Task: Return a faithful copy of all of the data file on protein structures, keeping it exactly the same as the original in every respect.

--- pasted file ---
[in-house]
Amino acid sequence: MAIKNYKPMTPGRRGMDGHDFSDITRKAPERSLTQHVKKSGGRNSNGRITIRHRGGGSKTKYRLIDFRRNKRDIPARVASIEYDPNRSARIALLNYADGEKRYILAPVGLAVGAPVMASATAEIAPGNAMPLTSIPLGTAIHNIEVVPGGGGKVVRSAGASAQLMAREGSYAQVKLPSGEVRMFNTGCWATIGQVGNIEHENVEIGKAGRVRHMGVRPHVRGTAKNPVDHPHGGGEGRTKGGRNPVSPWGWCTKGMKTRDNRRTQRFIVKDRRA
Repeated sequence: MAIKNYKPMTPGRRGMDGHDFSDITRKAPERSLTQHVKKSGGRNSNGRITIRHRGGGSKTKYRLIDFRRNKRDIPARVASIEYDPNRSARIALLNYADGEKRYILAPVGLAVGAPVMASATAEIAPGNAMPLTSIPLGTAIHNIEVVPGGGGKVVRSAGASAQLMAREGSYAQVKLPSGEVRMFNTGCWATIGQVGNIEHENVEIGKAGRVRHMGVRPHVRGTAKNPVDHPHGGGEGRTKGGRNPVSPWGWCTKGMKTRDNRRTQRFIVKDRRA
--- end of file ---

[in-house]
Amino acid sequence: MAIKNYKPMTPGRRGMDGHDFSDITRKAPERSLTQHVKKSGGRNSNGRITIRHRGGGSKTKYRLIDFRRNKRDIPARVASIEYDPNRSARIALLNYADGEKRYILAPVGLAVGAPVMASATAEIAPGNAMPLTSIPLGTAIHNIEVVPGGGGKVVRSAGASAQLMAREGSYAQVKLPSGEVRMFNTGCWATIGQVGNIEHENVEIGKAGRVRHMGVRPHVRGTAKNPVDHPHGGGEGRTKGGRNPVSPWGWCTKGMKTRDNRRTQRFIVKDRRA
Repeated sequence: MAIKNYKPMTPGRRGMDGHDFSDITRKAPERSLTQHVKKSGGRNSNGRITIRHRGGGSKTKYRLIDFRRNKRDIPARVASIEYDPNRSARIALLNYADGEKRYILAPVGLAVGAPVMASATAEIAPGNAMPLTSIPLGTAIHNIEVVPGGGGKVVRSAGASAQLMAREGSYAQVKLPSGEVRMFNTGCWATIGQVGNIEHENVEIGKAGRVRHMGVRPHVRGTAKNPVDHPHGGGEGRTKGGRNPVSPWGWCTKGMKTRDNRRTQRFIVKDRRA